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Tuesday, October 26, 2010

Priestly Ceremonies

This isn't a clone-related post, but just some potential house rules. I was thinking about the day-to-day functions of a non-adventuring priest: blessings tied to different stages in life (birth, adolescence, last rites,) induction into a group (baptism, confirmation, conversion, initiation, priestly investment,) minor blessings of short-term events, and major blessings (marriage, funeral.) All religions have 'em, and most religions have loads of 'em. But the cleric rules, despite some of the level titles, aren't really designed around the duties of a priest.

It seems to me that the general intent of these ceremonies is to protect against malign influence. Not like Protection from Evil, but more like a Turn Undead against very minor spirits that attempt to lead the faithful astray at critical moments. Each ceremony protects the individuals involved for a short period of time, no more than a week and often shorter, based on the specific activity being protected: opening prayers at a worship service protect against disruption of that service for its duration, for example. Most of the time, you don't need to worry about mechanics, but if necessary, here are the effects:
  • blessed social interactions (like marriages): add double priest's level to reaction roll to indicate general initial mood of interaction.
  • blessed endeavors (prayer at the beginning of a trip, dedication of a building): if there is an "X in 6" chance of an accident, reduce the chance of the first accident by 1 for every level of the priest (or subtract 1 from the first Situation roll.)
  • protection from spirits/undead: treat as a one-time delayed Turn Undead; last rites and funerals specifically prevent the deceased from being transformed into an undead.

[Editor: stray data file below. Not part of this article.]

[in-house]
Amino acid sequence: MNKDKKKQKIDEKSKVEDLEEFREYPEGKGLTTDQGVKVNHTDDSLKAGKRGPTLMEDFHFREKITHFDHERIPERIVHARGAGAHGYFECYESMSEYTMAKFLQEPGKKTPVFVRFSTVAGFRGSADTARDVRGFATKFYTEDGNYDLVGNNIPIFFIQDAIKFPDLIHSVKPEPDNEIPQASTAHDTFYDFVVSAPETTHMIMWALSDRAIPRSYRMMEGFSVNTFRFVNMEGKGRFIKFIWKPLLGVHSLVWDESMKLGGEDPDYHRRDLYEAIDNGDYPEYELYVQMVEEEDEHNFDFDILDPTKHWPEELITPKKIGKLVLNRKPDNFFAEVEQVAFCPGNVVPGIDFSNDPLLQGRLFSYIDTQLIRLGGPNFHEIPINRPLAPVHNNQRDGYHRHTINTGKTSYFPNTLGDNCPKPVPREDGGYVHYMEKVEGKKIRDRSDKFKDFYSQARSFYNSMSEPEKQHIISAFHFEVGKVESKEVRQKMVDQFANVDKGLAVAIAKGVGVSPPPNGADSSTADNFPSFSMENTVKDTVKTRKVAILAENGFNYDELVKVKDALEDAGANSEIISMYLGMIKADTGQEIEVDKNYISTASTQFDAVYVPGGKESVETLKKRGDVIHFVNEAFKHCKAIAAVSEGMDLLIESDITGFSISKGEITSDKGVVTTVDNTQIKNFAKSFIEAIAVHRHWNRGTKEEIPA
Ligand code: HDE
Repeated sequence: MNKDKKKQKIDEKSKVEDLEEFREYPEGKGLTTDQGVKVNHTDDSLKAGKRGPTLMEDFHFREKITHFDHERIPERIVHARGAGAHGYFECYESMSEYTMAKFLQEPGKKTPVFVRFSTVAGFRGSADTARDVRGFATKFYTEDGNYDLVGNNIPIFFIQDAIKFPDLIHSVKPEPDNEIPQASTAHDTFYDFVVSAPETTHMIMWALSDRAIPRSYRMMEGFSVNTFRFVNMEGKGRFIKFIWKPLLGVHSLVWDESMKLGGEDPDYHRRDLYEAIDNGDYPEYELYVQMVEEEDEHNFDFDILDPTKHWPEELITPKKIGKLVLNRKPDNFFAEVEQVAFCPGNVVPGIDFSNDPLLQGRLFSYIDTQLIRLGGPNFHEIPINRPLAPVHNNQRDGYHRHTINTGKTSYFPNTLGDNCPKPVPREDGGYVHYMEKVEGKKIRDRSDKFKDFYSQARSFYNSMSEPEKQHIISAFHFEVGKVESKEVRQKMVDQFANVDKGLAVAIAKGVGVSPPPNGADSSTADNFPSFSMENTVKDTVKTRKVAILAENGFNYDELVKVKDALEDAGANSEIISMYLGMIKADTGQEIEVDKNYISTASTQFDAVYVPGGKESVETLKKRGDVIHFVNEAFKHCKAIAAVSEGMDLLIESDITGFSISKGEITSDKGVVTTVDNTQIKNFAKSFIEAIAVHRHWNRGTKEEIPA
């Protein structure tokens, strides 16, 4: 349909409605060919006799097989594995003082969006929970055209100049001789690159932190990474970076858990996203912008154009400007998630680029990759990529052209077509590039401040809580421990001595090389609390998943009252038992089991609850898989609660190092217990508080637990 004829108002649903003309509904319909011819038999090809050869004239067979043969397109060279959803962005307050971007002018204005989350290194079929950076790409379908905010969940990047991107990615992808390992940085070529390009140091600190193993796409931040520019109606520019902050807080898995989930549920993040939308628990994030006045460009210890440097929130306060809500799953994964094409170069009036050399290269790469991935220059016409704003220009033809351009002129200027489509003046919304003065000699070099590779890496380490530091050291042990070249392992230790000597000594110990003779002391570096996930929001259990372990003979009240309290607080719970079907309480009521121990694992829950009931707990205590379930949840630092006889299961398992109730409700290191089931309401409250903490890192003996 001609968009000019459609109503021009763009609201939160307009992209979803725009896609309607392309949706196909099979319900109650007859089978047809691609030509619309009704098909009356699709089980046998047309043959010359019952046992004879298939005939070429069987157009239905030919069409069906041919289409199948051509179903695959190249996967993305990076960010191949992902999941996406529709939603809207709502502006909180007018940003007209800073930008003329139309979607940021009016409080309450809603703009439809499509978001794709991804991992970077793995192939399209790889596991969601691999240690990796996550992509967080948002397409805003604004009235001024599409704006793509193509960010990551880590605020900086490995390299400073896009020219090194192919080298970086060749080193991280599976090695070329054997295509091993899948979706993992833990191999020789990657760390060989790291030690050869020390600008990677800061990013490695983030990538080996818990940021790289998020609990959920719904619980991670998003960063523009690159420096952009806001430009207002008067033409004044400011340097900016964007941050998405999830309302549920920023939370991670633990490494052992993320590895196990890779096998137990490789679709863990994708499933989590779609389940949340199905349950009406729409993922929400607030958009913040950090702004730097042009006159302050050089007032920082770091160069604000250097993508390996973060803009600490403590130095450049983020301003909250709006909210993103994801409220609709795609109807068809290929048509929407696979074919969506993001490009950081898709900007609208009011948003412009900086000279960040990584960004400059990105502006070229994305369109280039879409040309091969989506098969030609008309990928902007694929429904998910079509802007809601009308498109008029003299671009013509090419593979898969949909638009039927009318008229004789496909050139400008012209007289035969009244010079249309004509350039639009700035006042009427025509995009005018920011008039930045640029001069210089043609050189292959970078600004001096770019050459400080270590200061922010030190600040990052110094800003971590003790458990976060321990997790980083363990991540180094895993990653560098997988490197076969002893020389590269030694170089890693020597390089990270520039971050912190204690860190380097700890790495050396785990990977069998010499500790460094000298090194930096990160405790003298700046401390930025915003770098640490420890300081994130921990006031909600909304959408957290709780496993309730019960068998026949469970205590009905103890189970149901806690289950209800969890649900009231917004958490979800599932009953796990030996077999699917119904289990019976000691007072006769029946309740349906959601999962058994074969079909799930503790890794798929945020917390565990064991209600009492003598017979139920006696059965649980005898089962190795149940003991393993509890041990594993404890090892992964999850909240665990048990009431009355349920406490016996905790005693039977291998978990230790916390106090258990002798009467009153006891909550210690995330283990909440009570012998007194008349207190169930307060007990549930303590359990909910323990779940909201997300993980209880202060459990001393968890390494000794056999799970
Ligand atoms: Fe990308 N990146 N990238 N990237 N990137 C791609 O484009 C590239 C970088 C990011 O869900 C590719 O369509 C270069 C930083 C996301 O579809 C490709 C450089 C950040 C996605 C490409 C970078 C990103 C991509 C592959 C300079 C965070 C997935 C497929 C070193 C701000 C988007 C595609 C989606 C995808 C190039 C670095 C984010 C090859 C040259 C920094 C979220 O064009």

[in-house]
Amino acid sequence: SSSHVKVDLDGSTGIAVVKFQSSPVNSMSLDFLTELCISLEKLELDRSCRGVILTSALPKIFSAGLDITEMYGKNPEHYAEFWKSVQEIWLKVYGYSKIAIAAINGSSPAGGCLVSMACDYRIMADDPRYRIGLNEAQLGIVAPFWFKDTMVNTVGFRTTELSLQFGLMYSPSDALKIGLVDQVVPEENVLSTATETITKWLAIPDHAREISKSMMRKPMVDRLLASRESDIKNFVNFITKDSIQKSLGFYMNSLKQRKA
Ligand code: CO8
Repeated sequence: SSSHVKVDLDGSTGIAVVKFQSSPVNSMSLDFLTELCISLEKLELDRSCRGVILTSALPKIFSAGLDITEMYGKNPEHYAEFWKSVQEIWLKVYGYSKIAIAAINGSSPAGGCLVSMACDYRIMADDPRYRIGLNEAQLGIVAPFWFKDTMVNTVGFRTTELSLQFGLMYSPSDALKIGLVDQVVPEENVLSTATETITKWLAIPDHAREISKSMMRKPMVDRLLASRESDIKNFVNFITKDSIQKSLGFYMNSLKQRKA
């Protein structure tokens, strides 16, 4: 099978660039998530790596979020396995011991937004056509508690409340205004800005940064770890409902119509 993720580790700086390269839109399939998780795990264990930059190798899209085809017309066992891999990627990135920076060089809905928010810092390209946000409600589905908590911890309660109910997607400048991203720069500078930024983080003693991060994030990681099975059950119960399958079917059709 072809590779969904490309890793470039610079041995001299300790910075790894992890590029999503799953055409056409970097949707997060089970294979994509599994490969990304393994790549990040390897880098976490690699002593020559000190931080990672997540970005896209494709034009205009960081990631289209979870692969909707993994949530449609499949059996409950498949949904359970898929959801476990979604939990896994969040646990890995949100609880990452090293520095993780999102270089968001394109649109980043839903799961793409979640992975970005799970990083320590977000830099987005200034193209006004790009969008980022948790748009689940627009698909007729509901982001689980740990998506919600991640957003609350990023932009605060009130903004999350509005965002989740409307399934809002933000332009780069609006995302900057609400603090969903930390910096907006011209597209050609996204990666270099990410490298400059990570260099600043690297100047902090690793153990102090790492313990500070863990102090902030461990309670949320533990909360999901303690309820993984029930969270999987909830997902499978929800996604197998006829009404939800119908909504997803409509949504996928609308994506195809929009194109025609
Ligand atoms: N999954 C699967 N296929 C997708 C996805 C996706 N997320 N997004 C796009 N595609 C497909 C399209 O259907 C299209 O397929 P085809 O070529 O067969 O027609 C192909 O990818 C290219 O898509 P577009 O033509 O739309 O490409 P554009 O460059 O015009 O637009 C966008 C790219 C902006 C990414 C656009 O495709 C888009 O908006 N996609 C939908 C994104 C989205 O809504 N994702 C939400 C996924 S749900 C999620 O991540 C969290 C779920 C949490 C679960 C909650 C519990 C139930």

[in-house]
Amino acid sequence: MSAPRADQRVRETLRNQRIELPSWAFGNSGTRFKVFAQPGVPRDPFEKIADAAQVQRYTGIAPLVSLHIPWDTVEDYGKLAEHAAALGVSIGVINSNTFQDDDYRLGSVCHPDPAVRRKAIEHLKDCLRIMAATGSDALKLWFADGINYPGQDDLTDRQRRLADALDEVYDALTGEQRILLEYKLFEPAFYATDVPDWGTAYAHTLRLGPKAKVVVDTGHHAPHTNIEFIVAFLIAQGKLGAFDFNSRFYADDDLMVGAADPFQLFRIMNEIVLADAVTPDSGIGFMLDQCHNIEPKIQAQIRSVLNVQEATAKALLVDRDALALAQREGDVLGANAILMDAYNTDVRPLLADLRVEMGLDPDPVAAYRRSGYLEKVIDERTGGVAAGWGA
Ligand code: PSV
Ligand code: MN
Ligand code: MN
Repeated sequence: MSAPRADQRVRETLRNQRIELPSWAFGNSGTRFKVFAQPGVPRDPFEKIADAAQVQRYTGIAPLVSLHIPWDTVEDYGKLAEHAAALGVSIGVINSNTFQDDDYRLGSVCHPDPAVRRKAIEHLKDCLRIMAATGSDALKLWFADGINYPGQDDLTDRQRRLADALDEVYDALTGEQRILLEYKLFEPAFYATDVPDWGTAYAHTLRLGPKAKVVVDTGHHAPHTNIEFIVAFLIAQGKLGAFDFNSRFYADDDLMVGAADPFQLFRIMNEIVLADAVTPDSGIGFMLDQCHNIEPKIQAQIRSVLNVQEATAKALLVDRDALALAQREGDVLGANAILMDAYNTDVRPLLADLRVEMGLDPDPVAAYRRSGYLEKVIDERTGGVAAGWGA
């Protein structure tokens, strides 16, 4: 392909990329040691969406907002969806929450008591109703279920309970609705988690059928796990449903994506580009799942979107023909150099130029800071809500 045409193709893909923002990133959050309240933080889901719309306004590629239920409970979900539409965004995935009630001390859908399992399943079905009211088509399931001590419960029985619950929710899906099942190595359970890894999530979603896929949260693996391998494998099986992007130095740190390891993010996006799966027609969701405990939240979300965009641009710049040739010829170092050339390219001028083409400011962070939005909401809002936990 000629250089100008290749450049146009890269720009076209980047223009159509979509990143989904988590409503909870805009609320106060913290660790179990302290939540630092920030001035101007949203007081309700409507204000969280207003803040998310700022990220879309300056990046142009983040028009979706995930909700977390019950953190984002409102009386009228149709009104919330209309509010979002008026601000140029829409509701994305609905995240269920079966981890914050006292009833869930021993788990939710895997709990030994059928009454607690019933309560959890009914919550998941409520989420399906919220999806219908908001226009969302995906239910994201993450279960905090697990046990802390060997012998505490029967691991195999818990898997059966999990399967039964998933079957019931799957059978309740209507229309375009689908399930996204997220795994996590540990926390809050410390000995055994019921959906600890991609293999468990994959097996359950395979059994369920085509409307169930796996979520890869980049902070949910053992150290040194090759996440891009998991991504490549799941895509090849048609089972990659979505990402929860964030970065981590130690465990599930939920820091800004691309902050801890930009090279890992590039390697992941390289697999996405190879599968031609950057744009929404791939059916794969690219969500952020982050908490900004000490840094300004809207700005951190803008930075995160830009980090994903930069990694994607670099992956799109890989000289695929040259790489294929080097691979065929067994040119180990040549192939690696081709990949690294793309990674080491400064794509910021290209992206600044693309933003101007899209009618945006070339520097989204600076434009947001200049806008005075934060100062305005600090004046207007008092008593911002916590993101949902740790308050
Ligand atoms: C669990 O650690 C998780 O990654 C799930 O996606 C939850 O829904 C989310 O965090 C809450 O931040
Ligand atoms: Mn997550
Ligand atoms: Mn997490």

You do not need to make NPC priests into actual clerics to make this work; just assume they are 1st level, unless they are invested with a higher rank by the church. These "non-cleric clerics" can't cast spells except maybe on holy ground, however. The faithful who are not priests can even turn spirits (but not perform blessings) as if they were 0-level priests (reaction roll - double hit dice of spirit or undead; 9 or better turns the spirit.)


  1. Bruce Galloway's Fantasy Wargaming did a nice job providing rules for such ceremonies, which generally increased morale, and sometimes luck, and in the case of very devout participants might cause divine inspiration which gave significant bonuses to several attributes and the ability to ignore fatigue and wounds. I don't think the rules would be very easy to port to D&D but they may give you some more ideas.

    By the way, I can't read this blog in Firefox -- it has light blue or grey text over a brown wallpaper. FWIW.

  2. As I recall, the FW ceremonies were primarily focused on raising mana. I've thought about using the general model of FW magic for other things, but I don't think I'd port the whole system; plus, it's much more complex than what I'm talking about here.

    I use Firefox myself, but don't have the problem you describe. It's more of a medium blue on light tan. You might be having a browser preference issue.

  3. It's displaying correctly on the latest, updated version of Firefox, but I suspect Mikemonaco, like me at the moment, is using an older version of Firefox. The light tan text box isn't showing, just the brown background. It's showing up correctly in Opera v9.10, for what it's worth.

    I've personally commandeered The Dying Earth RPG's blessings and curses mechanic. Basically, if the PC or NPC utters an emotionally charged blessing or curse, backed by a few mystic gestures or short phrases, he gets a 1 in 6 chance of an entity answering the call and bestowing a (limited) blessing or curse upon the target. These would give a +1 or -1 to rolls involving the particulars of the blessing or curse. Characters can be the subject of more than one curse, but only one blessing. I've adapted it to include that characters can give out multiple blessings, but only one curse at a time.

    For example, if the players help out a hermit, he might say: "You have done me a great service. By the powers invested in my by the elementals of these mountains, I bless you to have a safe journey to your destination," or when a player pisses off a sorcerer, "Vile worm! Detestable villain! May the hideous doom of Syste follow you on your path!"

    I'd rule that priestly ceremonies are a specific kind of blessing backed by the priest's investment in, and devotion to, his religion and always work as long as they are in accordance with his religion. Otherwise, he's got the same chances as anyone of being heard.

  4. 2e D&D threw in minor ceremonies as spells. I also have an interest in seeing rules for "town priest" NPC types who aren't fully blessed with miracles, but do have some local-type command of the supernatural.